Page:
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While I appreciate Zirin's sentiment about ownership & teams that abuse the communities & fans that follow them. He is making LeBron James a hero in this scenario. If one is going to hold sports franchises responsible for their impact ouside just the wins & loses, then James is not a hero. I am from Akron the same as James but live in Cleveland, I never had the regional disconnect between Cleveland & Akron. I always looked at northeast Ohio as having common ground, all former vibrant industrial cities that were shells of their past glory. Like most of America, Cleveland is subject to the suburban communities where a vast majority of its inhabitants live with little reason to venture downtown unless work, sports or similar special event. When the city moved the Indians & Cavs downtown the goal was to generate life & commerce into what was a ghost town outside weekly business hours. It worked the area developed. Downtown has been revitalized with many local businesses, especially bars & restaurant. However, money is tight & jobs are few, here recessionary conditions have been in effect for decades. But when teams are winning the downtown is booming, the Cavs at their peak guaranteed 42 nights plus the playoffs of full parking lots, bars & restaurants many came to be a part of it even if they didn't have a ticket. However, the Decision changed this it not only crushed a fan base but an already fragile local economy. Dan Gilbert, since he bought the franchise & has invested in this community with jobs and other ventures. Jim Brown, while having his own issues, has been a critic of the modern athlete's apolitical stance & involvement in the communities in which they inhabit. Brown advised reinvestment by athletes into their community to benefit local business, often this was often directed toward cities & urban areas to the upward mobility of African American communities. Prominent atheletes like James are able to transcend what market they play in & have an impact on the communities with visabilty & ripple effect the games have on the city. By being as successful & talented as he was James boosted a local economy. But I am pretty sure that wasn't a factor in The Decision, but the results & effects outside the arena have been felt. So don't make James a hero, because he's not. He is a coward who took the easy way out when things got tough. He turned his back on a community that only supported him, that looked past his short comings & defended him to a fault. Fans here are loyal probably too much so, but don't root against him because of the fans. Root against him because of the waitresses, bartenders & others who have seen their lives & livelihoods suffer.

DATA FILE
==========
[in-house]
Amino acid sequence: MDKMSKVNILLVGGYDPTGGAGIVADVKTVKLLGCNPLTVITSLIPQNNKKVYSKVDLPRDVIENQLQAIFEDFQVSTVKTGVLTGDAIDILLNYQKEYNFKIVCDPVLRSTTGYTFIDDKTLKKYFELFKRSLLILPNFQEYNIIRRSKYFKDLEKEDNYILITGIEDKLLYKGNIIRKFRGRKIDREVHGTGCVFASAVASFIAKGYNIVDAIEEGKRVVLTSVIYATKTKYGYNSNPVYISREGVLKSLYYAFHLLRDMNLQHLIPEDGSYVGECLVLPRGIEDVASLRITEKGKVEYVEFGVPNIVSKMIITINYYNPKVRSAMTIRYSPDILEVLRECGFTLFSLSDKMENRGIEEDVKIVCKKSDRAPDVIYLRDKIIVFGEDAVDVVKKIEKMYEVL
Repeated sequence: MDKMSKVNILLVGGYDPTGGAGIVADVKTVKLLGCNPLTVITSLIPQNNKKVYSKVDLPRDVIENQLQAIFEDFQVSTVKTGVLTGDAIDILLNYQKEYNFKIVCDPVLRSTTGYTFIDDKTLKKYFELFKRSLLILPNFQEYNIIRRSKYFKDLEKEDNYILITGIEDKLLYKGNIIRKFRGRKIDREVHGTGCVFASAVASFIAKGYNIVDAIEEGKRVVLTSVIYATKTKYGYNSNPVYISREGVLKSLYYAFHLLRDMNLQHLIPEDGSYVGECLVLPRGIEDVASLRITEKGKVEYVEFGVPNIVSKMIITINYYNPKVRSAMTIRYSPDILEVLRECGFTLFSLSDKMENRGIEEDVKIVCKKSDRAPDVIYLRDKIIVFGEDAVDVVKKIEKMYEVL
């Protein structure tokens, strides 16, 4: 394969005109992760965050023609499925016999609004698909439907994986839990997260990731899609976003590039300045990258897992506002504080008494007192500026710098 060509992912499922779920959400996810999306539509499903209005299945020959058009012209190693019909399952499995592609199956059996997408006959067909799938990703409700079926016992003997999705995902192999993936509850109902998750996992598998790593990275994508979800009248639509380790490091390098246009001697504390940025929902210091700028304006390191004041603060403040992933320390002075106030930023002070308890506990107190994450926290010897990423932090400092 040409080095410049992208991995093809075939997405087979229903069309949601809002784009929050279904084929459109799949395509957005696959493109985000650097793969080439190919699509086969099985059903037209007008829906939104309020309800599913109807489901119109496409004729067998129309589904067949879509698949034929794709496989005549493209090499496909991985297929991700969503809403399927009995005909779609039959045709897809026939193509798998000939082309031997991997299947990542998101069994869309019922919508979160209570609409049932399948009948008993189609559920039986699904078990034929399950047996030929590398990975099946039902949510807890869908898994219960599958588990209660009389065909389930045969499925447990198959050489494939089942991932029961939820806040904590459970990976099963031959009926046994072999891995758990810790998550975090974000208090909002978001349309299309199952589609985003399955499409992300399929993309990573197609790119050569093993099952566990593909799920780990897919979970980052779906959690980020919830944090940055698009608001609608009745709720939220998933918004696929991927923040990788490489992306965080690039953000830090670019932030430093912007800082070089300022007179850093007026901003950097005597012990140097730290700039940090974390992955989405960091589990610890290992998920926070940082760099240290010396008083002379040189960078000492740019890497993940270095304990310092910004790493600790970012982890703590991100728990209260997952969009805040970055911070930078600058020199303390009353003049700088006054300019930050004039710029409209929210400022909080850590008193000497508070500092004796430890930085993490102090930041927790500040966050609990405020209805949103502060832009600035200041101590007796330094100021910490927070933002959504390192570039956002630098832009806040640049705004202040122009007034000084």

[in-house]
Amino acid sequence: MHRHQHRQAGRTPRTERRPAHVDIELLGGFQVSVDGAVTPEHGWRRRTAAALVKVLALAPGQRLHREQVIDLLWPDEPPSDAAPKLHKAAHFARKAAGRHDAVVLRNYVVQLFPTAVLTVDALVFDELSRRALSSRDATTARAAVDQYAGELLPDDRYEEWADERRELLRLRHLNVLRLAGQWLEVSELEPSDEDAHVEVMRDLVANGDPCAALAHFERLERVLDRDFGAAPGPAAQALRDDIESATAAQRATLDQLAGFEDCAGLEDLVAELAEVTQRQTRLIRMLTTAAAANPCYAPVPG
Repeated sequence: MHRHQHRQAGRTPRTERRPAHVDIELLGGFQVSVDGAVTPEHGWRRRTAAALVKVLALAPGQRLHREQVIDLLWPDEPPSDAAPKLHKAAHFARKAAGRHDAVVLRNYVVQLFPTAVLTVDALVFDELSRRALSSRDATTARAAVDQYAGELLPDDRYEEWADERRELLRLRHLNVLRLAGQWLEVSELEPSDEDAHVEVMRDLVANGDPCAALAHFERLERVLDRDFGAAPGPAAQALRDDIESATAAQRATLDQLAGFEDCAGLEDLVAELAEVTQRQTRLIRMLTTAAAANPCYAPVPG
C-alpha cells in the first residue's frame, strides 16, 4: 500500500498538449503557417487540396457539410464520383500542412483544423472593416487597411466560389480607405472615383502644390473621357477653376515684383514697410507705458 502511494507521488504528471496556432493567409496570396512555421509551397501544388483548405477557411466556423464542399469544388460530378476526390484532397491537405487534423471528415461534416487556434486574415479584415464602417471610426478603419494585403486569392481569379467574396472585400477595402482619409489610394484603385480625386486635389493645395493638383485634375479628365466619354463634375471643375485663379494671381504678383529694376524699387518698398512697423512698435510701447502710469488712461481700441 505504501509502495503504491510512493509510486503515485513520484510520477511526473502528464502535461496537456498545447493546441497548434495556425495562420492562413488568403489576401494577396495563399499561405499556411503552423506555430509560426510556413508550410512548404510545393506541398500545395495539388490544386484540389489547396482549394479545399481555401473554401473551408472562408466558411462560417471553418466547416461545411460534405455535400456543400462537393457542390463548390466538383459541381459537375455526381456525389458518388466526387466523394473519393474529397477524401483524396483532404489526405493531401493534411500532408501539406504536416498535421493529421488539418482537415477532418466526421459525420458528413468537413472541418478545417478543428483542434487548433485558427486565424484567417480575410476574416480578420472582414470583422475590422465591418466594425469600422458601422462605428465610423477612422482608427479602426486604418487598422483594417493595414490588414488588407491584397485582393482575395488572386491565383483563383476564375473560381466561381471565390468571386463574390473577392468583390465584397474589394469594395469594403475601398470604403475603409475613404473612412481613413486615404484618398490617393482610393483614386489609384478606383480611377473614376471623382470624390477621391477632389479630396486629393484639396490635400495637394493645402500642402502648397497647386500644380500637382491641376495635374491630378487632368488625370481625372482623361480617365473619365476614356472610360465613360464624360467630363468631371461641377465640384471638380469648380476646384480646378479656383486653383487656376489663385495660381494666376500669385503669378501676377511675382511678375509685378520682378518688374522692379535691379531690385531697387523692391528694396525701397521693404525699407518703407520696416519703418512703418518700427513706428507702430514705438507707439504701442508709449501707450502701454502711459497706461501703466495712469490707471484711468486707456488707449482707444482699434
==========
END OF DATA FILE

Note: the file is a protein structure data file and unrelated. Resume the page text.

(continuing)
I think a parallel with this can be drawn to European soccer and the blatant power of owners with almost unlimited financial resources. Notice how teams like Real Madrid and Manchester City are despised by many purists for out-bidding other team for known quantities. In many ways, I think OKC is seen as the "good guys" because they developed their own talent, rather than Miami picking up two all-stars as a shortcut to greatness. It really is a combination of factors circling around the underdog narrative and the condemnation of the villain, but I think it points back to a puritanical distaste for shortcuts

Also, As much as Clay Bennett should be villainized, his exploits did provide a team for the most rabid fan base in the NBA. If more owners brought about an experience similar to OKC, I would much rather have that than see half-empty arenas in Charlotte or Atlanta or any of the other apathetic basketball cities.

I find it odd that Zirin left out the equally despicable ownership of the Heat. The American Airlines Arena the Heat play in is owned by Miami County. The Heat pay zero rent to use the arena and several politicians have publicly lambasted the deal that created this illogical arrangement. Basically, Heat majority owner Micky Arison used his dough to influence decision makers and push the deal through at the expense of the taxyers who funded the arena's construction.

How in the blue fuck am I supposed to choose one team over the other based on the ethics of their ownership? It's a ridiculous standard that leads to only one solution: not watching any sports or anything else. Ever.